How Bush Could Help Europe to Change Its Mind

Philip H. Gordon
Philip H. Gordon Former Brookings Expert, Mary and David Boies Senior Fellow in U.S. Foreign Policy - Council on Foreign Relations

June 12, 2001

This week George W. Bush has an opportunity to reverse the serious skepticism in Europe that greeted his election and has grown since.

His main task on his visit—which includes NATO and U.S.-EU summit meetings and stops in Spain, Belgium, Sweden, Poland and Slovenia—will be to disabuse Europeans of the notion, so far well-grounded, that the new administration makes its policies without taking their views into account.

At home, the president’s hard-line, uncompromising domestic line ended up alienating potential friends who were uncomfortable with such a course and did not feel they had enough influence over it. Europe is not about to go independent, as Senator Jim Jeffords did, but it is certainly capable of moving in that direction—as Europeans have recently shown with their efforts to develop their own defense and security policies, their decision to send their own envoys to North Korea, and their unwillingness to back the U.S. effort to retain a seat on the UN Human Rights Commission.

President Bush can reassure the Europeans on the continuing U.S. commitment to the trans-Atlantic alliance and serve the U.S. national interest. He could propose a missile defense system based on strategy rather than ideology or politics. Some in the administration and Congress want to deploy right away just to be certain to bury the ABM Treaty. Mr. Bush should make clear to the allies that he will support deployment only once rigorous testing has proved the viability of the system.

He should make clear that any deployed system would not be targeted at Russia or China, which would only encourage them to build or maintain more nuclear weapons. And he should pledge readiness to negotiate a new strategic relationship with Russia based on reduced offensive forces and limited missile defenses.

A second key area is European defense. Some in the administration still oppose the European security and defense policy on the grounds that it could undermine American domination of NATO, but Mr. Bush should acknowledge that most of the U.S. concerns about avoiding duplicating NATO or isolating non-EU NATO members have been met.

This will be all the more true if the administration uses its political capital to persuade Turkey, which has been blocking an agreement between NATO and the EU, to stick to an agreement painstakingly negotiated in recent weeks on Turkey’s relationship with the new European force. The deal with Turkey would make possible the NATO-EU agreement on the sharing of military assets that the United States has long seen as a key to a successful European defense policy.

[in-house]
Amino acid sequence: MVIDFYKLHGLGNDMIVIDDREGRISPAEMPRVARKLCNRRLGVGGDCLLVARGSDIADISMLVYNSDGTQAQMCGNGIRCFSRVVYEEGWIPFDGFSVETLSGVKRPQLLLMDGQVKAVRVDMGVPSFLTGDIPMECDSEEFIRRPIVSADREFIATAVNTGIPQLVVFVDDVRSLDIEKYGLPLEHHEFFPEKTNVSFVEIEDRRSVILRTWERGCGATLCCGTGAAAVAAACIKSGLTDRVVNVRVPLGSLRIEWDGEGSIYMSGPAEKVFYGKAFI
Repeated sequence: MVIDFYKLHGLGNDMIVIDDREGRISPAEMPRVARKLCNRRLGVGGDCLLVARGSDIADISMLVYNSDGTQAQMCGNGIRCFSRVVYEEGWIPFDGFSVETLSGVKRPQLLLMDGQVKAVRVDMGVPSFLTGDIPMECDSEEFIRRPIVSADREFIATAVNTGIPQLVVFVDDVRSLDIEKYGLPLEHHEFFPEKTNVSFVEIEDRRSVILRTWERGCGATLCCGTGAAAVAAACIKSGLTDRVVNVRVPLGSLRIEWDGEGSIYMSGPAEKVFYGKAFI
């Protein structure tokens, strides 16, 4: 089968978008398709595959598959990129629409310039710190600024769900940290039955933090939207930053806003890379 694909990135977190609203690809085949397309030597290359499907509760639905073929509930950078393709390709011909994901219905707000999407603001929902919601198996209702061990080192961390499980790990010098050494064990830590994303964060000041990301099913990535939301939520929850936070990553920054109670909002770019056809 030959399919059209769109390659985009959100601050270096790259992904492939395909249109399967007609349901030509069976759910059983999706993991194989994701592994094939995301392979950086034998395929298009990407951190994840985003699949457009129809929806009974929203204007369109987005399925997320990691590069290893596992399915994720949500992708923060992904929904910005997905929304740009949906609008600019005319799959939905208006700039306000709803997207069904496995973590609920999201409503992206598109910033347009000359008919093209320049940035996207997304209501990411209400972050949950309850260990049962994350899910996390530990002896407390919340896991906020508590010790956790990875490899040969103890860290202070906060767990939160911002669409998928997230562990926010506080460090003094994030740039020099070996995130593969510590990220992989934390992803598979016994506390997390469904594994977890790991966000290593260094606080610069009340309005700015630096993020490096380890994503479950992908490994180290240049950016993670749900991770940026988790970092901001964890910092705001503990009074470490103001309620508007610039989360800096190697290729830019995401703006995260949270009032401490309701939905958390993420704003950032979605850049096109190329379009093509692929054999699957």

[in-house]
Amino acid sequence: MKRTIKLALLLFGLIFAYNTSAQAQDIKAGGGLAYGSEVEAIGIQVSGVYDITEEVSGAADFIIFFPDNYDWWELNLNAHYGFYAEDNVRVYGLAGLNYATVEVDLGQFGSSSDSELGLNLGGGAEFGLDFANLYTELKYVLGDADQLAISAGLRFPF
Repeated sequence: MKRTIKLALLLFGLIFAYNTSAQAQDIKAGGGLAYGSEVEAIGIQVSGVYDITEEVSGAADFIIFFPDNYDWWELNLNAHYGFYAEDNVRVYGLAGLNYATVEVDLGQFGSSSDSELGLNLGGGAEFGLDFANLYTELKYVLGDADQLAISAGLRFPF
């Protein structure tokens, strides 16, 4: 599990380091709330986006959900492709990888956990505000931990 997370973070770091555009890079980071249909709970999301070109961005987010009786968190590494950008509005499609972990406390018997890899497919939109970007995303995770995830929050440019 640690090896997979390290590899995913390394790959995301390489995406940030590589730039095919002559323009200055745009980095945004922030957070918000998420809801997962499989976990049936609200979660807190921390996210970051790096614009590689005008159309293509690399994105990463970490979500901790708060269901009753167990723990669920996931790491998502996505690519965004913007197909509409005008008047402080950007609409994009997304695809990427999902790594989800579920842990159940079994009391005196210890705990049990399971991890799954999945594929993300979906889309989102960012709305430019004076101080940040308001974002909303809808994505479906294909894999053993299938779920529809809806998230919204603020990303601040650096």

After more than two years of sometimes acrimonious negotiations, Mr. Bush would thus be in a position to announce such an outcome as a success of American diplomacy and welcome the European defense project as good for all concerned: an EU willing to act with the United States under NATO where possible, and willing and able to act without the United States and NATO if necessary. A third area in which Mr. Bush could pursue American interests and improve his relationship with Europe at the same time, in this case with little more than a few words, concerns the Balkans. Since he and some of his advisers first raised the specter of a unilateral U.S. military withdrawal from the region during the presidential election campaign, the American position has vacillated between the secretary of state’s repeated reassurances that Americans and Europeans went in together and will come out together and the secretary of defense’s statements that the U.S. military’s job was finished and it was time for the troops to come home.

This ambiguity not only antagonizes the Europeans, it sends a negative signal to the parties on the ground about American staying power.

Finally, Mr. Bush had better bring with him to Europe some sort of proposal to replace the Kyoto climate change treaty that he so abruptly rejected in March. He was largely right about all of Kyoto’s flaws—unrealistic emissions reduction requirements, the exclusion of developing countries, the ambiguities about emissions trading—but none of this exempts him from the necessity of proposing alternatives to deal with a real problem. So far, the only proposal the administration seems to be considering would be a system of voluntary reductions in emissions, which is not exactly going to leave the Europeans feeling that their concerns have been met. One can only imagine the American response, in the Pentagon for example, if the Europeans proposed “voluntary restraints” on weapons proliferation.